An attempt by the state-owned Chinese oil drilling corporation to buy the Canadian company Nexen would expand state-owned holdings of drilling leases in the Gulf of Mexico that do not require royalties to be paid to U.S. taxpayers, even though they are on public lands, Rep. Ed Markey (D-Mass.) revealed today. Because of this potential windfall for China at the expense of U.S. taxpayers, Rep. Markey today asked Ken Salazar, Secretary of the Department of Interior, to exercise his authority under the Outer Continental Shelf Lands Act to prohibit the transfer of these free-drilling leases to CNOOC.
"The fact that oil companies are drilling for free on nearly 150 leases in the Gulf of Mexico is already an affront to taxpayers that will cost them tens of billions of dollars," writes Rep. Markey, the Ranking Member of the Natural Resources Committee. "To allow royalty-free leases to be handed over to the Chinese government would add insult to injury."
There are currently nearly 150 active deepwater drilling leases in the Gulf of Mexico on which companies do not pay any royalties to the U.S. taxpayer, due to an oil company lawsuit over the Deepwater Royalty Relief Act (DWRRA) of 1995. However, the leases that could be transferred to CNOOC are just the tip of the iceberg.
Rep. Markey also revealed in his letter to Secretary Salazar that there exists widespread ownership of faulty royalty-free leases by subsidiaries of many state-owned oil drilling companies. Of the 150 royalty-free leases in the Gulf, U.S. subsidiaries of state-owned oil companies hold full or partial ownership stakes in nearly 40 percent of them.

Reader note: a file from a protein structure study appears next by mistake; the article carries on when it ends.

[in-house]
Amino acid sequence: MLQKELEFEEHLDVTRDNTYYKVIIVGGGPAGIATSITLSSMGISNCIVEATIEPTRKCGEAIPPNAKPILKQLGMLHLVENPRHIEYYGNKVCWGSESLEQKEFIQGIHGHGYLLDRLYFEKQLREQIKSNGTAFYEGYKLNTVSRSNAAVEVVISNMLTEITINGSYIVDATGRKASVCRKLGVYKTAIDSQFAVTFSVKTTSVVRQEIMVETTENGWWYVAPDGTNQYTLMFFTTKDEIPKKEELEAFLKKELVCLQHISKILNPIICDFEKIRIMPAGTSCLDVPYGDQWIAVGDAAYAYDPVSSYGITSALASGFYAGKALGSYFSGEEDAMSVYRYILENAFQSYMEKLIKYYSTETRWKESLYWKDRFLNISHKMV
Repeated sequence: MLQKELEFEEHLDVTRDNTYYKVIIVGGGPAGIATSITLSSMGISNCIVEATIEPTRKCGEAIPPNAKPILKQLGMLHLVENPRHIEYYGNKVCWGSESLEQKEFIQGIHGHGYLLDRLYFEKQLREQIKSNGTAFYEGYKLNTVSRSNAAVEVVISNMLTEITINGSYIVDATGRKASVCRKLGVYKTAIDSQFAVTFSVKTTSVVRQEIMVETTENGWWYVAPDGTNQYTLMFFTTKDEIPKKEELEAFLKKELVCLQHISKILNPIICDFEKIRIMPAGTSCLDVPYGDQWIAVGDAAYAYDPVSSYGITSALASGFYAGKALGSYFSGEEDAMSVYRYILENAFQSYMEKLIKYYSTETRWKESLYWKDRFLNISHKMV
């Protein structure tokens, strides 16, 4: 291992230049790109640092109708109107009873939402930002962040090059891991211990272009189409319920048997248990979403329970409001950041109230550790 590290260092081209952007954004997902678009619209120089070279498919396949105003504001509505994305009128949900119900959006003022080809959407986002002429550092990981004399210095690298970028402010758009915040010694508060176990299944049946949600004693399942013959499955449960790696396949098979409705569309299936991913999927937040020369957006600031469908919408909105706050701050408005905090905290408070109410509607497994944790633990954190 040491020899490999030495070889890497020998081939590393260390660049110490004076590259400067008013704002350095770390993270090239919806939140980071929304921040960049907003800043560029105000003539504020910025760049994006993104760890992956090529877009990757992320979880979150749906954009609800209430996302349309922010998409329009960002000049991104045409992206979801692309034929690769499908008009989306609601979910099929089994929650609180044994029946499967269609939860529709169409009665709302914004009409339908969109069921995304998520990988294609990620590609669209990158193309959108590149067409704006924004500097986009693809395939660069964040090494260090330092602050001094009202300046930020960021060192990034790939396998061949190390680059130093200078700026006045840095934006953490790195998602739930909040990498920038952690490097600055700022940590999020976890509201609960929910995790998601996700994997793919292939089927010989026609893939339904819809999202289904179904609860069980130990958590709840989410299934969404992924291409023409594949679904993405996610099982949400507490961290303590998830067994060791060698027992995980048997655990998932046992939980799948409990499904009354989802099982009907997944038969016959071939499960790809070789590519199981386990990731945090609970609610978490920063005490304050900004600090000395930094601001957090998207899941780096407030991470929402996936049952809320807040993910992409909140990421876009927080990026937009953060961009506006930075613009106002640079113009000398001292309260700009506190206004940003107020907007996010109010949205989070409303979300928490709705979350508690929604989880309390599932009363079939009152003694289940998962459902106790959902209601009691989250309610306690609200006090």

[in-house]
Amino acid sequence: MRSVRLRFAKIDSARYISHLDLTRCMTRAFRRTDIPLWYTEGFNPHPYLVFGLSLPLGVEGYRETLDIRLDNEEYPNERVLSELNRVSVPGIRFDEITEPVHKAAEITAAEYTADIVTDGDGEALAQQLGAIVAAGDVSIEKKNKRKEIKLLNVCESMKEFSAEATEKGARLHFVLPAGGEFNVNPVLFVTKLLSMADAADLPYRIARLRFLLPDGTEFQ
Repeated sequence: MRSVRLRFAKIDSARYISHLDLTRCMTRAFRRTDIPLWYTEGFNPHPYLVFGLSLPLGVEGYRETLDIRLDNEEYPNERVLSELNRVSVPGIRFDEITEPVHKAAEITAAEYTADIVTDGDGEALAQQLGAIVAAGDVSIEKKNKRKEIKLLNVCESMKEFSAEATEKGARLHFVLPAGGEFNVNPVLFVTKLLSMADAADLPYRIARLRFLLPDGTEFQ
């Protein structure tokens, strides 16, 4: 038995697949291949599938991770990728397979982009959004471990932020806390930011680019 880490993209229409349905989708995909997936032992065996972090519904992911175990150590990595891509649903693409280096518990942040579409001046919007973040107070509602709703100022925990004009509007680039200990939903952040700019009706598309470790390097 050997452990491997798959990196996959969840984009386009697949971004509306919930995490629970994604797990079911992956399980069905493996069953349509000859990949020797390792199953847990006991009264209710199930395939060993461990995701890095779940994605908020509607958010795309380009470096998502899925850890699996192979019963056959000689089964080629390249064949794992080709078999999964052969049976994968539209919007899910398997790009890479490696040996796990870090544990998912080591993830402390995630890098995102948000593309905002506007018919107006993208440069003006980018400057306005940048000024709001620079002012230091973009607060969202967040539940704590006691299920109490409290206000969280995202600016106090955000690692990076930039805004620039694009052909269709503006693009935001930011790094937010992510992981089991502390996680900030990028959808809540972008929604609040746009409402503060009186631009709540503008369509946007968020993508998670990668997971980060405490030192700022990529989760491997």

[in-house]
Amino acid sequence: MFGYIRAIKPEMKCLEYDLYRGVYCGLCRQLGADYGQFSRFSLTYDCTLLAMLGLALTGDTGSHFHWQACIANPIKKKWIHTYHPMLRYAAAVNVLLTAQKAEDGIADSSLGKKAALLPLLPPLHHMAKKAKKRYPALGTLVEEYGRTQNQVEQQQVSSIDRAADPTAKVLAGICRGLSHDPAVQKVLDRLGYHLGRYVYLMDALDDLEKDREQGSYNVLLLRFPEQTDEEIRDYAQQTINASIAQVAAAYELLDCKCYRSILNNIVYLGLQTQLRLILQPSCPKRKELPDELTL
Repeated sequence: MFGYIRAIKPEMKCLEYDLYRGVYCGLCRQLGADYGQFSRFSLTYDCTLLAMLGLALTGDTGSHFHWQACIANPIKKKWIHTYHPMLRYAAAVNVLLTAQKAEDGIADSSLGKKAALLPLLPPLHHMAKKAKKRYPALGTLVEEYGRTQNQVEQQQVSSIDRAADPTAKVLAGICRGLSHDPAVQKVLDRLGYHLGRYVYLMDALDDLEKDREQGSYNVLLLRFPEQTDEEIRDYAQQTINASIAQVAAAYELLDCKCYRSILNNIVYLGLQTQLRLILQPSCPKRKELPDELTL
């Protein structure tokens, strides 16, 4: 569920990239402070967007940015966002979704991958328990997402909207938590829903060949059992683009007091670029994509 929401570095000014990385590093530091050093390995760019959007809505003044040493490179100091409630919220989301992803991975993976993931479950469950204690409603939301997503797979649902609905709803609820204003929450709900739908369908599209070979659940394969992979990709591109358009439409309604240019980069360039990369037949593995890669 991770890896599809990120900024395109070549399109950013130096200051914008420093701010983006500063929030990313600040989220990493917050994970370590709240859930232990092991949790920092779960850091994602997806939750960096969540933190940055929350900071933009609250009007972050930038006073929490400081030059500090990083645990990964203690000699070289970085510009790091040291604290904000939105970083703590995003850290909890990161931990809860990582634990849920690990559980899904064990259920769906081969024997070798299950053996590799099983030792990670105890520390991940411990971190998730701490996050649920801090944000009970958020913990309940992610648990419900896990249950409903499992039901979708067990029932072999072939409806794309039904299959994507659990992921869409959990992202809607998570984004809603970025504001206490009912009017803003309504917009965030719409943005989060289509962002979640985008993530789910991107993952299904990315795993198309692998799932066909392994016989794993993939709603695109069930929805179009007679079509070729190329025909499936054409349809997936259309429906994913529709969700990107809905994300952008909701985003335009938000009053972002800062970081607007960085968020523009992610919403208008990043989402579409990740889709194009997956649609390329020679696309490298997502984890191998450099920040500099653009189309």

Among those leases:
--Italy's state-owned company, ENI, holds full or partial ownership in 28 active leases.
--Brazil's state-owned company, Petrobras holds a stake in 22 active leases.
--Norway's Statoil holds 26 of these leases.
--Columbia's Ecopetrol holds 3.
--In total, these 4 state-owned companies have extracted for free more than 65 million barrels of oil and more than 125 billion cubic feet of natural gas from these leases.
"By allowing royalty-free production by these state-owned companies to continue under these leases, American taxpayers are, in effect, being forced to subsidize these foreign governments," continues Rep. Markey. "It is unacceptable for these national oil companies, and therefore these foreign governments, to continue to enjoy this ongoing subsidy from the American people."
In fact, taxpayers haven't just lost out on royalties from foreign drilling companies, they've actually given them refunds. As the letter notes, the oil company court challenge to the DWRRA forced the U.S government to return royalties paid for past production to these state-owned companies, plus interest. Taxpayers refunded more than $345 million to ENI and more than $61 million to Statoil. In all, the federal government was forced to hand these national oil companies more than $410 million in refunds plus interest for past production.
Rep. Markey asserts in the letter that Secretary Salazar can use his authority provided under the Outer Continental Shelf Lands Act (OCSLA) to prevent the transfer of Nexen's leases that allow for free drilling to CNOOC as part of any acquisition. That law says that the transfer or sale of leases must be approved by the Secretary.
"I urge you to exercise the authority provided to you under the Outer Continental Shelf Lands Act to not approve any transfer to CNOOC of Nexen's ownership stake in leases that do not require the payment of royalties to the American people," concludes Rep. Markey. "I also believe that you should use all means available to you to seek to recover future royalty payments that are rightfully due to American taxpayers from all DWRRA leases that currently allow oil companies to drill for free beginning with those leases held by foreign state-owned oil companies, so that the American people can receive a fair value for the oil and natural gas that is produced on their public lands."